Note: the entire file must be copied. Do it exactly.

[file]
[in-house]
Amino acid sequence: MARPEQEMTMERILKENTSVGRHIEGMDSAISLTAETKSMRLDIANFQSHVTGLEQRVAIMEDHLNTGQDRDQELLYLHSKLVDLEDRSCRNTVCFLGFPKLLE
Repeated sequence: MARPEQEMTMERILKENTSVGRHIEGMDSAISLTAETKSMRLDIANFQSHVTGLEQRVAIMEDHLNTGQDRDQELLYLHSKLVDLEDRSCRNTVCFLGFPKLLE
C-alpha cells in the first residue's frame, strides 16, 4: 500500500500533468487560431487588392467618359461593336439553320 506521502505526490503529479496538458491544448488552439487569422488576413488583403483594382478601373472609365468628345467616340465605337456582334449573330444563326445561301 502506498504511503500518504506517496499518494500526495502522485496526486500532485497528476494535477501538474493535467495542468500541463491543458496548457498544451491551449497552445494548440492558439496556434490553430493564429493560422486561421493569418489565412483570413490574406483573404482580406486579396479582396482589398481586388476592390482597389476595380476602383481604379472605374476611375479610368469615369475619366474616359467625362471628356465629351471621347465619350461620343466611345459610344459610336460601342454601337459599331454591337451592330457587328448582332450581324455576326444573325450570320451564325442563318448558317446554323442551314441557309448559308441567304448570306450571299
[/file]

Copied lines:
[in-house]
Amino acid sequence: MARPEQEMTMERILKENTSVGRHIEGMDSAISLTAETKSMRLDIANFQSHVTGLEQRVAIMEDHLNTGQDRDQELLYLHSKLVDLEDRSCRNTVCFLGFPKLLE
Repeated sequence: MARPEQEMTMERILKENTSVGRHIEGMDSAISLTAETKSMRLDIANFQSHVTGLEQRVAIMEDHLNTGQDRDQELLYLHSKLVDLEDRSCRNTVCFLGFPKLLE
C-alpha cells in the first residue's frame, strides 16, 4: 500500500500533468487560431487588392467618359461593336439553320 506521502505526490503529479496538458491544448488552439487569422488576413488583403483594382478601373472609365468628345467616340465605337456582334449573330444563326445561301 502506498504511503500518504506517496499518494500526495502522485496526486500532485497528476494535477501538474493535467495542468500541463491543458496548457498544451491551449497552445494548440492558439496556434490553430493564429493560422486561421493569418489565412483570413490574406483573404482580406486579396479582396482589398481586388476592390482597389476595380476602383481604379472605374476611375479610368469615369475619366474616359467625362471628356465629351471621347465619350461620343466611345459610344459610336460601342454601337459599331454591337451592330457587328448582332450581324455576326444573325450570320451564325442563318448558317446554323442551314441557309448559308441567304448570306450571299